From the best selling author Nalini Singh comes the second book in her new rock star series—the story of a sexy a rockstar drummer madly in love with a woman who refuses to date him—and I have a little sneak peek for you.
“Beer—whatever you have on tap,” David said to the grizzled bartender and grabbed a stool, his eye on the rugby game in progress on the TV screen bolted above the bar.
He’d hardly taken a sip of his beer, the dark liquid bitingly cold, when he felt a presence at his back. Instincts honed by a childhood in one of the toughest areas of New York had him focusing on the mirror behind the bar to check out the situation before he turned. A big, bald, and heavily muscled male with a spiderweb tattoo on his neck was standing behind and just to the side of David, a smirk on his pockmarked face.
Belly heating, David turned with a slight smile. “Problem?”
The bald man bared his teeth and, laughing, looked to a table to his right. “Hear that, boys?” he called out to his friends. “The pussy rock star here wants to know if there’s a problem.”
Laughter and shouts from that particular table, while the rest of the men in the bar went quiet. David didn’t move, taking a measure of the players without letting it show. “Always know your opponent” had been one of the first things his father had taught him—Vicente Rivera didn’t believe in turning the other cheek; he believed in teaching his sons how to put bullies on the ground and keep them there.
“Yeah, there’s a problem,” the bald guy said, shoving at David’s shoulder. “This is a real bar for real men. Not pussies.”
Like that, then. Good. He was in the mood to do some violence. Lifting his beer, David took a long drink, then slammed it down… and punched Bald Head in the jaw at the same time that he kicked out with his foot to connect with the other man’s knee. The jackass went down like a ton of bricks.
Roaring in rage, the man’s friends came at David.
He grinned and started to show them what this “pussy rock star” could do.
It wasn’t until they’d broken a table and several chairs, and the bartender had called the cops that David realized Thea would have to deal with the fallout from this. F*ck, f*ck, f*ck, he thought as he was shoved into a cell alone, his erstwhile opponents in the cell opposite. Sliding down the graffiti-marked wall to the floor, he thought about the phone call the desk sergeant had said he could make and decided against it.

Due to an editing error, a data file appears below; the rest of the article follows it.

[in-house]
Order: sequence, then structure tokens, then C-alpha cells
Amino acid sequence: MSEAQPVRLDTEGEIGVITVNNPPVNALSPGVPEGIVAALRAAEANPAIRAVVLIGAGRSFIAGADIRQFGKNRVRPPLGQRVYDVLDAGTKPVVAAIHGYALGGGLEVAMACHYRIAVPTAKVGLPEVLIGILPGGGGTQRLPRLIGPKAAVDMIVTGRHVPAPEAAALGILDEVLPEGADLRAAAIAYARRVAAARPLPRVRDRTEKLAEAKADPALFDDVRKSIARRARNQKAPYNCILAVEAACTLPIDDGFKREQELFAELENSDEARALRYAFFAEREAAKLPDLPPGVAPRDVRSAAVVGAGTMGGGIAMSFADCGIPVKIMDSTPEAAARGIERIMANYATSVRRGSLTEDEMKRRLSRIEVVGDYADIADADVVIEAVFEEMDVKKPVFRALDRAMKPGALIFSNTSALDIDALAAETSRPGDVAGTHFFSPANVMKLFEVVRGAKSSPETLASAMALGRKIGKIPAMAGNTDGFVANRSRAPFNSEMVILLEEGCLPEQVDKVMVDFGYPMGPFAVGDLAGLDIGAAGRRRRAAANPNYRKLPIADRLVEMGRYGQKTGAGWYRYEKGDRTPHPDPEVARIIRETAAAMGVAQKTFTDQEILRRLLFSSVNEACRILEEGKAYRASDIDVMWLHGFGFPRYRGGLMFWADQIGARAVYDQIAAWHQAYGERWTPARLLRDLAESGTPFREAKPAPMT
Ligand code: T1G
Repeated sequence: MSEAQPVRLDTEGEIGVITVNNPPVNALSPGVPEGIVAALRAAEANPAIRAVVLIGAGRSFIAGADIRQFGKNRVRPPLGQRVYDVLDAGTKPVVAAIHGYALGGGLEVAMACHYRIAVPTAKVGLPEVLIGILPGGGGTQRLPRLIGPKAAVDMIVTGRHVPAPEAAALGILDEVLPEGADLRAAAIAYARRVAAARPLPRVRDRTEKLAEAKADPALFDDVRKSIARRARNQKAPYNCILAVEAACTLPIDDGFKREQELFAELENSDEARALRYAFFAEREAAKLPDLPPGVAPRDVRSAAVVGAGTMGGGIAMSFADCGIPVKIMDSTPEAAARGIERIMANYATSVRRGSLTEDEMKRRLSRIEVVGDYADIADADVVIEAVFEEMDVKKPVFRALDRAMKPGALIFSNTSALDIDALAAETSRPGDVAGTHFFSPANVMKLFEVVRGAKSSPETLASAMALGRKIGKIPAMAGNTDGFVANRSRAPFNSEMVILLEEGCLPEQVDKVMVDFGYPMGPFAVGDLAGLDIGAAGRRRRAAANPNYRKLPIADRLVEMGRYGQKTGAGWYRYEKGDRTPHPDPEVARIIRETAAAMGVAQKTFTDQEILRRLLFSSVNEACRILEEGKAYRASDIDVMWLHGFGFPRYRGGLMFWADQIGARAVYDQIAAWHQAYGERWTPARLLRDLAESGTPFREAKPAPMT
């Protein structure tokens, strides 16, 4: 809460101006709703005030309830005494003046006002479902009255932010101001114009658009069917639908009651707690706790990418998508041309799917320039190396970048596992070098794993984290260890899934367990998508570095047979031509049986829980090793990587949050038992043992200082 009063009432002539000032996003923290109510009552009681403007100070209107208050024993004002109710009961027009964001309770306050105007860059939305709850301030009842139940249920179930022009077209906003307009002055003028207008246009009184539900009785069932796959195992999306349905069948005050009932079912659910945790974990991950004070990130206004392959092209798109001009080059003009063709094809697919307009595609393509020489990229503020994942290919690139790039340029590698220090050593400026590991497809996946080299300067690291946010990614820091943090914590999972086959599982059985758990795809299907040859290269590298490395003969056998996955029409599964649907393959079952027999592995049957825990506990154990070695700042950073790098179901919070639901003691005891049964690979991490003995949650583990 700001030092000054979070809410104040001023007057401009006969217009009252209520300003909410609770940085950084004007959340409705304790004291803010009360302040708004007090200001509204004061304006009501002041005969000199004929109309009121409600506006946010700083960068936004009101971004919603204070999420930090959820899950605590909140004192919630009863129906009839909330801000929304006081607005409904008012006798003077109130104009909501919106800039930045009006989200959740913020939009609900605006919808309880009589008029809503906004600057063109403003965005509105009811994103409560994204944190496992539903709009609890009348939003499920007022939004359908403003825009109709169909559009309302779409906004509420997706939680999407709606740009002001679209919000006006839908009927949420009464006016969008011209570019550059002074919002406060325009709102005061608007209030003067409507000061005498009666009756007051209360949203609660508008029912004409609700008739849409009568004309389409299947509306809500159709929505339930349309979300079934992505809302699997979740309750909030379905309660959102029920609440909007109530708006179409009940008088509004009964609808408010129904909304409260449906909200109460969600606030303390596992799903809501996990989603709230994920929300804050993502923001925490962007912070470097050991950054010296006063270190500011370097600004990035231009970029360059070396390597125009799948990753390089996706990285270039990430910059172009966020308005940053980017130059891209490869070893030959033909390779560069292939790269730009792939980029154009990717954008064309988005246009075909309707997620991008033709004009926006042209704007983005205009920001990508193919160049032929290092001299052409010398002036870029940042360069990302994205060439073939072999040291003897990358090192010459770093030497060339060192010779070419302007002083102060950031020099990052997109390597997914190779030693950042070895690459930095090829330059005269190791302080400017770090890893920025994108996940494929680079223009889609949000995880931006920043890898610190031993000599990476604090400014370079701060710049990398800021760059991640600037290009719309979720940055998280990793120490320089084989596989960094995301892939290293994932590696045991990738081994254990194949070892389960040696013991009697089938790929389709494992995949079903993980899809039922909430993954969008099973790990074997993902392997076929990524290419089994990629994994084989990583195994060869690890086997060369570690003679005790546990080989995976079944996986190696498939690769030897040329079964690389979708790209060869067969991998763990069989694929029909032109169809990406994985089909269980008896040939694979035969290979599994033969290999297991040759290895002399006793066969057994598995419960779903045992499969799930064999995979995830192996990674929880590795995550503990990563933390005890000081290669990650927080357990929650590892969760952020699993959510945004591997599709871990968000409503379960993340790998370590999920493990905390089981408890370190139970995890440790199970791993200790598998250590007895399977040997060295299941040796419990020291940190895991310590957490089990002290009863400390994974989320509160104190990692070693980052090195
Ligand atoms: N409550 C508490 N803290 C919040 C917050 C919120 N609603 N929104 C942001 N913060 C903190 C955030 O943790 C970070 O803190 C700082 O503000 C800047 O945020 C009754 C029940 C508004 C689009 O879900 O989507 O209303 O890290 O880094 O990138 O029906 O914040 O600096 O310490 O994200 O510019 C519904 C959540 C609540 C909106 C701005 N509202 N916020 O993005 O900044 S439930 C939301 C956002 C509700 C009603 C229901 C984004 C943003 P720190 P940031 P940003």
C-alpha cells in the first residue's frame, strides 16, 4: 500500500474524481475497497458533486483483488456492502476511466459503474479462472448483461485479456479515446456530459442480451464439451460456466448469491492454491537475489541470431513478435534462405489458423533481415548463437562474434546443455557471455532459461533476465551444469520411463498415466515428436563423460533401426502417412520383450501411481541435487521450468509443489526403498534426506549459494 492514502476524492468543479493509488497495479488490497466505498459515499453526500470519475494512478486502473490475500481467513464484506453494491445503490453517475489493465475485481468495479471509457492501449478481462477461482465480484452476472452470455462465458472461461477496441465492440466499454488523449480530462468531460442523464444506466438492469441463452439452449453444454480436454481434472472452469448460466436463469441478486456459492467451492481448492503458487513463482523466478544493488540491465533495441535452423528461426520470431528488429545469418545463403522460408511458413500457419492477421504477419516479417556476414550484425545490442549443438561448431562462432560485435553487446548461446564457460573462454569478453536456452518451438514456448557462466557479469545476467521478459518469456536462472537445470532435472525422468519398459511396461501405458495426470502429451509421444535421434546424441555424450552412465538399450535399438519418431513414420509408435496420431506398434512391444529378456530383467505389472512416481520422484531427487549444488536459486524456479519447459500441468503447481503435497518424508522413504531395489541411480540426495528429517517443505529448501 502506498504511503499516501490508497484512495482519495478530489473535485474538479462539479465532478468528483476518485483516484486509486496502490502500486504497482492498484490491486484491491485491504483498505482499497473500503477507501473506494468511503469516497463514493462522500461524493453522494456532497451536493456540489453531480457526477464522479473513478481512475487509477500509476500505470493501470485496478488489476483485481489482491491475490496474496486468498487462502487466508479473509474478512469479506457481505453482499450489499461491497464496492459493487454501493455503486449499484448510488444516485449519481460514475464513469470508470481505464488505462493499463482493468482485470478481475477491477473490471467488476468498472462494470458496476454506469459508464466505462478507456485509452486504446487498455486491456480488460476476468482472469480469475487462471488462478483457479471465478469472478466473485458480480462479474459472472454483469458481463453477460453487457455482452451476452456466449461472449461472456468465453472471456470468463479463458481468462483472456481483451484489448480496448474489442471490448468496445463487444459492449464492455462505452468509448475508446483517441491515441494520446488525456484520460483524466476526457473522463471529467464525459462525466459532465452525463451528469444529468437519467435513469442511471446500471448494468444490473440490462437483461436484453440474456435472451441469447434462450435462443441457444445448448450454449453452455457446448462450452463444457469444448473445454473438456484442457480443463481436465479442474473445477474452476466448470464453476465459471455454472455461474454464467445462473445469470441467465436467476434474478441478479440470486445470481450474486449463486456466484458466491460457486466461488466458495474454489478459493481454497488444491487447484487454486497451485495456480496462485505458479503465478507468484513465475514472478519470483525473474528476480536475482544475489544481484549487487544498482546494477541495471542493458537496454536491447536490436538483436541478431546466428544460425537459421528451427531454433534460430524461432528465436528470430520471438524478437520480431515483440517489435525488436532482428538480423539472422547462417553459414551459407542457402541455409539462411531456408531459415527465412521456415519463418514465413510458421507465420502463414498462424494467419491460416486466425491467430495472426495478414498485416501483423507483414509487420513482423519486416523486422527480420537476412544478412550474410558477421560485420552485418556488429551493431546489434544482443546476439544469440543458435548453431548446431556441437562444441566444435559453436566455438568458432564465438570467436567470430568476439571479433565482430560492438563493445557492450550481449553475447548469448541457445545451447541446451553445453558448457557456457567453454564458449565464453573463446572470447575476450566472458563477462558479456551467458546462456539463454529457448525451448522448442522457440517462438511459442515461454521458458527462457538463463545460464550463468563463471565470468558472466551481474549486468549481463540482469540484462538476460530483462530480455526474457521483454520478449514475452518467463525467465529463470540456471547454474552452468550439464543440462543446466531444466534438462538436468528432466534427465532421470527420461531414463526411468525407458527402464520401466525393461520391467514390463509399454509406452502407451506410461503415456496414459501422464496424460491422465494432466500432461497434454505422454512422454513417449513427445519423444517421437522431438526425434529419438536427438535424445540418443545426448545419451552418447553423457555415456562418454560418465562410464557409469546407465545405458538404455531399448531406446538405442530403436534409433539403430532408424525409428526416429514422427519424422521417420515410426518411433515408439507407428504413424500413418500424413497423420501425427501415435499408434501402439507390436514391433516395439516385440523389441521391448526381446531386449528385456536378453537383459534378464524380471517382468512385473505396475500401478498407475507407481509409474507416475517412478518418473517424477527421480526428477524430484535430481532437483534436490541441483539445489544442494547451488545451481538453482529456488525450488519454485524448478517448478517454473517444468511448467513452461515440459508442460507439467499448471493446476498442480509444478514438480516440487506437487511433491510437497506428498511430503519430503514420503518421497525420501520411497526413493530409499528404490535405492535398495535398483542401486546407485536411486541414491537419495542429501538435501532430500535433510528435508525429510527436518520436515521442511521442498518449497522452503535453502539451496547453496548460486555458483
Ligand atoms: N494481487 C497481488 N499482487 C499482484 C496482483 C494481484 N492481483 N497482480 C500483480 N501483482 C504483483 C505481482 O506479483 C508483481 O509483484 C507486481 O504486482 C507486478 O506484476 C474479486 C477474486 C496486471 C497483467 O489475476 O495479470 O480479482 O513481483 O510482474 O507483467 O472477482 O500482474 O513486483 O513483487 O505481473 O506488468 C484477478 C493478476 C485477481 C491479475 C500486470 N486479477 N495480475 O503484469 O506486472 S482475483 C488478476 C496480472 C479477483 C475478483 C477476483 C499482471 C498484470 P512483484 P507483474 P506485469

Fox had Molly with him—the band’s lead singer had been waiting for his girl to arrive since the instant Schoolboy Choir set foot in the city. As for Noah and Abe, they both had their own plans. He knew any one of the three men would drop those plans in an instant to come to his aid, but since the cops had made it clear he’d be spending the night in a cell no matter what, why mess up their plans?
“You do or say anything that’ll hit the media, you call me. Day or night. I hate surprises—so don’t you dare surprise me.”
Thea had given that order to all four of them when she’d agreed to act as their publicist. Her up-front nature and dedication to her job was part of the reason they’d hired her; Thea was the best and she didn’t take any shit from her clients. He wasn’t doing himself any favors by not calling her.
Right then, David couldn’t find it in himself to care. It wasn’t as if she could hurt him any more than she already had. And Jesus, how long was he going to carry this torch that was burning him alive? “F*ck, f*ck, f*ck,” he said aloud, banging the back of his head against the wall.